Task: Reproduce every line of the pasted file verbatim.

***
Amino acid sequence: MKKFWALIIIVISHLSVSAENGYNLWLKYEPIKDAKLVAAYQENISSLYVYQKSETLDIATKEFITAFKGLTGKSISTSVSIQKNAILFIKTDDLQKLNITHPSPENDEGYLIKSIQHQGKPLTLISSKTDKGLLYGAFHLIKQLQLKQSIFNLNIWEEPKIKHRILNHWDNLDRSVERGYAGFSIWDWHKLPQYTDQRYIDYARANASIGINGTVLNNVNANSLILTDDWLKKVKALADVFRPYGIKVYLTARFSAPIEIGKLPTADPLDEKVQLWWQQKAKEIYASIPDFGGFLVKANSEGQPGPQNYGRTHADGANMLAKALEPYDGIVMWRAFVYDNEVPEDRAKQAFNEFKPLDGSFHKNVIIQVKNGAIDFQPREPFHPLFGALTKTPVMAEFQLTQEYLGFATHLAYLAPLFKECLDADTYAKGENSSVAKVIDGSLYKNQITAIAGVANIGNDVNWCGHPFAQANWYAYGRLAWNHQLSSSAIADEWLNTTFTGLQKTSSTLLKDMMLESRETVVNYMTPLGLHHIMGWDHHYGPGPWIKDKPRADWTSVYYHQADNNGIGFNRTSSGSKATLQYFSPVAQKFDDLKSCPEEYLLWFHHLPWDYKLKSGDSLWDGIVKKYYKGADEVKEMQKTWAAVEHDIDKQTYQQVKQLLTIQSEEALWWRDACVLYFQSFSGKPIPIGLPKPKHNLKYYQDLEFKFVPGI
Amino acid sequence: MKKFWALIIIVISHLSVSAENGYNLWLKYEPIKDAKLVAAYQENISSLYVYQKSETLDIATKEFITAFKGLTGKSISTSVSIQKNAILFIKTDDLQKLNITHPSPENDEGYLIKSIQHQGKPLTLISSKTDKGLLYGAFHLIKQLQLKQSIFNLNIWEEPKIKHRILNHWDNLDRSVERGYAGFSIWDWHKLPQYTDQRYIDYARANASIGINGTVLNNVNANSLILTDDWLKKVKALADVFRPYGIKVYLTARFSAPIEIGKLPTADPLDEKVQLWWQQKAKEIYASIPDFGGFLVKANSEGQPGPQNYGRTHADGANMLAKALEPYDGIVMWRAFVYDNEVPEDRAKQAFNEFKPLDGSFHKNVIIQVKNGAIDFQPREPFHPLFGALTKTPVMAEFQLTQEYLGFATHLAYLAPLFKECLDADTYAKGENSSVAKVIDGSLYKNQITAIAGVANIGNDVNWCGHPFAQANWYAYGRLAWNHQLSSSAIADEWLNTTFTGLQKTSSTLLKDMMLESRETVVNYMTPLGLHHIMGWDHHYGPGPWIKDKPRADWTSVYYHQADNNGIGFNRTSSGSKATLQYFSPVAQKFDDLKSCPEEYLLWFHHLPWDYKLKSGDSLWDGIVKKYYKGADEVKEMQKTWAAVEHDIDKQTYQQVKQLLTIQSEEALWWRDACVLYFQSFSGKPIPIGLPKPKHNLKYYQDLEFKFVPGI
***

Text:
Amino acid sequence: MKKFWALIIIVISHLSVSAENGYNLWLKYEPIKDAKLVAAYQENISSLYVYQKSETLDIATKEFITAFKGLTGKSISTSVSIQKNAILFIKTDDLQKLNITHPSPENDEGYLIKSIQHQGKPLTLISSKTDKGLLYGAFHLIKQLQLKQSIFNLNIWEEPKIKHRILNHWDNLDRSVERGYAGFSIWDWHKLPQYTDQRYIDYARANASIGINGTVLNNVNANSLILTDDWLKKVKALADVFRPYGIKVYLTARFSAPIEIGKLPTADPLDEKVQLWWQQKAKEIYASIPDFGGFLVKANSEGQPGPQNYGRTHADGANMLAKALEPYDGIVMWRAFVYDNEVPEDRAKQAFNEFKPLDGSFHKNVIIQVKNGAIDFQPREPFHPLFGALTKTPVMAEFQLTQEYLGFATHLAYLAPLFKECLDADTYAKGENSSVAKVIDGSLYKNQITAIAGVANIGNDVNWCGHPFAQANWYAYGRLAWNHQLSSSAIADEWLNTTFTGLQKTSSTLLKDMMLESRETVVNYMTPLGLHHIMGWDHHYGPGPWIKDKPRADWTSVYYHQADNNGIGFNRTSSGSKATLQYFSPVAQKFDDLKSCPEEYLLWFHHLPWDYKLKSGDSLWDGIVKKYYKGADEVKEMQKTWAAVEHDIDKQTYQQVKQLLTIQSEEALWWRDACVLYFQSFSGKPIPIGLPKPKHNLKYYQDLEFKFVPGI
Amino acid sequence: MKKFWALIIIVISHLSVSAENGYNLWLKYEPIKDAKLVAAYQENISSLYVYQKSETLDIATKEFITAFKGLTGKSISTSVSIQKNAILFIKTDDLQKLNITHPSPENDEGYLIKSIQHQGKPLTLISSKTDKGLLYGAFHLIKQLQLKQSIFNLNIWEEPKIKHRILNHWDNLDRSVERGYAGFSIWDWHKLPQYTDQRYIDYARANASIGINGTVLNNVNANSLILTDDWLKKVKALADVFRPYGIKVYLTARFSAPIEIGKLPTADPLDEKVQLWWQQKAKEIYASIPDFGGFLVKANSEGQPGPQNYGRTHADGANMLAKALEPYDGIVMWRAFVYDNEVPEDRAKQAFNEFKPLDGSFHKNVIIQVKNGAIDFQPREPFHPLFGALTKTPVMAEFQLTQEYLGFATHLAYLAPLFKECLDADTYAKGENSSVAKVIDGSLYKNQITAIAGVANIGNDVNWCGHPFAQANWYAYGRLAWNHQLSSSAIADEWLNTTFTGLQKTSSTLLKDMMLESRETVVNYMTPLGLHHIMGWDHHYGPGPWIKDKPRADWTSVYYHQADNNGIGFNRTSSGSKATLQYFSPVAQKFDDLKSCPEEYLLWFHHLPWDYKLKSGDSLWDGIVKKYYKGADEVKEMQKTWAAVEHDIDKQTYQQVKQLLTIQSEEALWWRDACVLYFQSFSGKPIPIGLPKPKHNLKYYQDLEFKFVPGI